Drivers’ costs have been on a roller-coaster. Prices soared 49 cents per gallon between the beginning 2013 and the end of February, which was the highest increase through the end of February on record, according to AAA.

AAA is offering no assurances that prices won’t tick back up, but does not expect them to reach 2012 levels. “AAA has no record of gas prices ever peaking in February, and it is too early to say whether prices may have hit a high for the first half of the year,” Ash said.

“While it is possible that gas prices may surge briefly again this spring, the national average should remain less than last year’s high of $3.94 per gallon. Yet even with the recent declines, we cannot lose track of the fact that gasoline remains very expensive for many American motorists,” he said.


EPA Mandate Might Increase Gas Prices

March 20, 2013 by · Comments Off on EPA Mandate Might Increase Gas Prices 

More pain at the pump on the way?

Congress is warning gas prices — already on the upswing, these past few weeks — could go even higher, given an Environmental Protection Agency (EPA) mandate on renewable fuels that’s about to take effect.

Refiners are paying much more for corn ethanol credits that are used to meet EPA standards on renewable fuels, Politico reports. Refiners used to pay a few cents per gallon; now, they pay more than $1 a gallon. That means refiners could pay an additional $7 billion before the end of the year — and consumers may end up helping out with costs.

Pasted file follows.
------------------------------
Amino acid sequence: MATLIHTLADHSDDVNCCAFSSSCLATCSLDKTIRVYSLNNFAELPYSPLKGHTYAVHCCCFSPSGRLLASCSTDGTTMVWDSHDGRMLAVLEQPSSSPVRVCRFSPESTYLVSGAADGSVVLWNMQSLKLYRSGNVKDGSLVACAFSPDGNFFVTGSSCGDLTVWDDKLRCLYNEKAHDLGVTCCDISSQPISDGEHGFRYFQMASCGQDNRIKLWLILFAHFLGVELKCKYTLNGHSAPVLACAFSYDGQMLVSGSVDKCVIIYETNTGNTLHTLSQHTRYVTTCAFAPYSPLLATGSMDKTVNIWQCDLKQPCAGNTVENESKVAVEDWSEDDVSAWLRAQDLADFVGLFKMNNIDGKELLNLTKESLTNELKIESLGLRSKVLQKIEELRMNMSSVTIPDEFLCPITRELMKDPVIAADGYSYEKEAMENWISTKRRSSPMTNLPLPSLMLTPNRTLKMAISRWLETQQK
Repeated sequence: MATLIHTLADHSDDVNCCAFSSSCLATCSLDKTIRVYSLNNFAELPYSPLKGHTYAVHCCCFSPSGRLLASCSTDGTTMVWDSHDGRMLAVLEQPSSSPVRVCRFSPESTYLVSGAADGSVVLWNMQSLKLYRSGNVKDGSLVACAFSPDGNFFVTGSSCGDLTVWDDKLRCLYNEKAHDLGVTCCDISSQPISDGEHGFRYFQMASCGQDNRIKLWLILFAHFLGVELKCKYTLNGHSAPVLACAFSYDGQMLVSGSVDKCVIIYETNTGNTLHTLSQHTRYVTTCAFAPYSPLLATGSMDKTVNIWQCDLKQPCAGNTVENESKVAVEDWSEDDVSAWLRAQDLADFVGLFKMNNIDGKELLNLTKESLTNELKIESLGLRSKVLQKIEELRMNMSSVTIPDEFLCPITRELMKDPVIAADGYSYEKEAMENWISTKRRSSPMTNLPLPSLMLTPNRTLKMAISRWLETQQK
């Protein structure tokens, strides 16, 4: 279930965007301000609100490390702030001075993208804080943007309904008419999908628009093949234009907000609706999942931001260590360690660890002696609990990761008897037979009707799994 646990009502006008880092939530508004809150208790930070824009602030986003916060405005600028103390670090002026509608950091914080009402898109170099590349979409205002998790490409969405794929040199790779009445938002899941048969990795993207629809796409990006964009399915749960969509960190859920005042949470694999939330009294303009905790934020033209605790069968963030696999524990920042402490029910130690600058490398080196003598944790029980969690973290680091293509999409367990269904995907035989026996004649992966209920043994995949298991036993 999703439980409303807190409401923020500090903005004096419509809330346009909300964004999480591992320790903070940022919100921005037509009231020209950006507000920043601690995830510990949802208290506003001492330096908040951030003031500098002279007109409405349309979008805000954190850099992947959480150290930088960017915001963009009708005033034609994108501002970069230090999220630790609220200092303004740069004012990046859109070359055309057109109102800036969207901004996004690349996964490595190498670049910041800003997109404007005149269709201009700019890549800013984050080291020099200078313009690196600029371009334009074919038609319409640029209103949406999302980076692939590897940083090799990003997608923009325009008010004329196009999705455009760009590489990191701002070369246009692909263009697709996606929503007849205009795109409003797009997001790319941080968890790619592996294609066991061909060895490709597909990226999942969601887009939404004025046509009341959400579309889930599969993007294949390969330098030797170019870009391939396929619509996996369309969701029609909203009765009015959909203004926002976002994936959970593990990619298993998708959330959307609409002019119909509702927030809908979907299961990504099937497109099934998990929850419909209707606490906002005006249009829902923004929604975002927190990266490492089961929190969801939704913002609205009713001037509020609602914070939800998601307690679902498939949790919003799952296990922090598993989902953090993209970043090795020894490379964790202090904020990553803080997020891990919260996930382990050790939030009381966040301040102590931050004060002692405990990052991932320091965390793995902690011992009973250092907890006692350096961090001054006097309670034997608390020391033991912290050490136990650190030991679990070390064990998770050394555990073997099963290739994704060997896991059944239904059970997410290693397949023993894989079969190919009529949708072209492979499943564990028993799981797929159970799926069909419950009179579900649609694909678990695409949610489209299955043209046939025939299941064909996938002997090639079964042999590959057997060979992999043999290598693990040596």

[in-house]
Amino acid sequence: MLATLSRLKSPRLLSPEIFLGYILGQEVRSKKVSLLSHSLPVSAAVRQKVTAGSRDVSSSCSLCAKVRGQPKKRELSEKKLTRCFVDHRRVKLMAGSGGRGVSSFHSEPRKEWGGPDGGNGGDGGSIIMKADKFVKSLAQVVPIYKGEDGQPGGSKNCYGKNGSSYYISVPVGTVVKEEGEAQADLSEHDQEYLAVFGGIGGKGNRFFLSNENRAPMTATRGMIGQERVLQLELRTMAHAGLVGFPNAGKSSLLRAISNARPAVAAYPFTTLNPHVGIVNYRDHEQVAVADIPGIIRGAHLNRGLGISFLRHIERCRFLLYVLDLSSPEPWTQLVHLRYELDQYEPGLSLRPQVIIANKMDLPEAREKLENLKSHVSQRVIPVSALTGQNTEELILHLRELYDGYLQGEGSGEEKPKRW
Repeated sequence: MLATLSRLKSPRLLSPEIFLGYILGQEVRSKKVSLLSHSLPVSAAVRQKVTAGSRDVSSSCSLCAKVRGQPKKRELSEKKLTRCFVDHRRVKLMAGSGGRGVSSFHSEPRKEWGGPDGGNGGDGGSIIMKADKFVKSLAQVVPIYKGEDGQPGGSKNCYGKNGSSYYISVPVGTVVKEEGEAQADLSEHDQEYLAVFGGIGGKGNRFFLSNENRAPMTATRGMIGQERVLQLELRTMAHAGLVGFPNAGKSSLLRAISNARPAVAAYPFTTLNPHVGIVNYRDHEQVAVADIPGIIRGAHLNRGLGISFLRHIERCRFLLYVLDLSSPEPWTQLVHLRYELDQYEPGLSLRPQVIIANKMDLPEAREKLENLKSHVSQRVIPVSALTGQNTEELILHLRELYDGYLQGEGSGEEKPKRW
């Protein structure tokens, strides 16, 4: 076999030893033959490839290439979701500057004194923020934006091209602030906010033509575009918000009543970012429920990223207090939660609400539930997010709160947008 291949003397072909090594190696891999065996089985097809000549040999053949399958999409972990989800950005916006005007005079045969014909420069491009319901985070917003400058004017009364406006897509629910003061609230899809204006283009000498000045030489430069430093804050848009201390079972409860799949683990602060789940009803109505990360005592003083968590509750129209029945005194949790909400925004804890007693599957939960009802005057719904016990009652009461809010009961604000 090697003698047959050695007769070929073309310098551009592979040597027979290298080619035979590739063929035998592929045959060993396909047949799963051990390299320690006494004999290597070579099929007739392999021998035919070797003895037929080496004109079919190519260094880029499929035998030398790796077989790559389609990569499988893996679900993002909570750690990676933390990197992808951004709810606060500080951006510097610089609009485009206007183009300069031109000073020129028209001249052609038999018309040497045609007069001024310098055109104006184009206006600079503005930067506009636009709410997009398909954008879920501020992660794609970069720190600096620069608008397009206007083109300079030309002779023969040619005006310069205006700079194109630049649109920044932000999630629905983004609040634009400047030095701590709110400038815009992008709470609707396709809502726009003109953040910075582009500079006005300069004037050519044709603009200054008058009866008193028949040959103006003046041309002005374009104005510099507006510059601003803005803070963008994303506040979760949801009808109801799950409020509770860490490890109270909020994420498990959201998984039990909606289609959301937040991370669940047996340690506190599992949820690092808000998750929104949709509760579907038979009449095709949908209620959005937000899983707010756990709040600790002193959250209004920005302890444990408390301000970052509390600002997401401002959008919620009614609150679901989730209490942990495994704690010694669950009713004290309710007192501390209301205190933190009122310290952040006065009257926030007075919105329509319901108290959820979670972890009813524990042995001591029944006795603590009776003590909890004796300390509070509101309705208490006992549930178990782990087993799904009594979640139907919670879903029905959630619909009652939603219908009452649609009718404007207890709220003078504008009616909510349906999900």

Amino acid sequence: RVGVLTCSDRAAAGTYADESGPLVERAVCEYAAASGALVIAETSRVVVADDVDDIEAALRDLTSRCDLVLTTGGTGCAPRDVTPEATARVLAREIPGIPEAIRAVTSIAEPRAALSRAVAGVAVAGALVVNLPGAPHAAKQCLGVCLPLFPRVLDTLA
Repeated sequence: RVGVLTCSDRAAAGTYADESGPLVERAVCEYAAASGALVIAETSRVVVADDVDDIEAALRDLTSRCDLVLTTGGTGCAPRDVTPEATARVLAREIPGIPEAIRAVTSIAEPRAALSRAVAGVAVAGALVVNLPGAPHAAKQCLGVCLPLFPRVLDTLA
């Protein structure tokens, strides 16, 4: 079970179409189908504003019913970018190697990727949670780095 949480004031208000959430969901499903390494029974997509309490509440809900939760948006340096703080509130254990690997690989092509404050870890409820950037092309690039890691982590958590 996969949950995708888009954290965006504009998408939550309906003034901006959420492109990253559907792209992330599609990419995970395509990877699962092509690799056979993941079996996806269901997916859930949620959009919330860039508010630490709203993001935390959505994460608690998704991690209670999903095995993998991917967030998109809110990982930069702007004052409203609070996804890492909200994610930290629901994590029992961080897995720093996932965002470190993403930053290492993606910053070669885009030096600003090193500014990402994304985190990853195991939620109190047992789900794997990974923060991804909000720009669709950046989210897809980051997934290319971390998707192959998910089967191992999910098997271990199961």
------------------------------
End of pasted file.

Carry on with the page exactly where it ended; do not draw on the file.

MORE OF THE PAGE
“We’re just in the middle of a tornado trying to figure out what to do,” said Stephen Brown, vice president for federal and government affairs at the refining company, Tesoro, in the Politico report. “But we can all agree this is not a good thing for consumers.”

To counter growing costs, refiners can boost gasoline exports, decrease how much gas they refine — or stick it to buyers.

“I suspect a combination of all three things [are] happening with refiners,” said Bill Day, a spokesman for U.S. refiner Valero, in the Politico report.

Meanwhile, congressional energy committee members are looking for solutions. One House Energy and Commerce Committee aide said that members will be holding hearings on the EPA mandate on renewable fuels, but they have yet to set a date.


Report: U.S. Pump Prices Will Retreat in 2013

January 11, 2013 by · Comments Off on Report: U.S. Pump Prices Will Retreat in 2013 

Gasoline prices may retreat in 2013.

At least gasoline should cost you less in 2013.

Hamburger, health care and taxes are all set to take a bigger bite out of the family budget this year. But drivers’ annual gas bills are expected to drop for the first time in four years.

Forecasters say ample oil supplies and weak U.S. demand will keep a lid on prices. The lows will be lower and the highs won’t be so high compared with a year ago. The average price of a gallon of gasoline will fall 5% to $3.44, according to the Energy Department.

“Everything is lining up to lead to softer prices this year,” said Tom Kloza, chief oil analyst at the Oil Price Information Service.

That would still be the third-highest average price ever. But a discount of 19 cents per gallon from 2012 would save the typical household $205 this year and free up $25 billion that could go instead to restaurants, malls or movie theaters — the kind of consumer spending that accounts for 70% of American economic activity.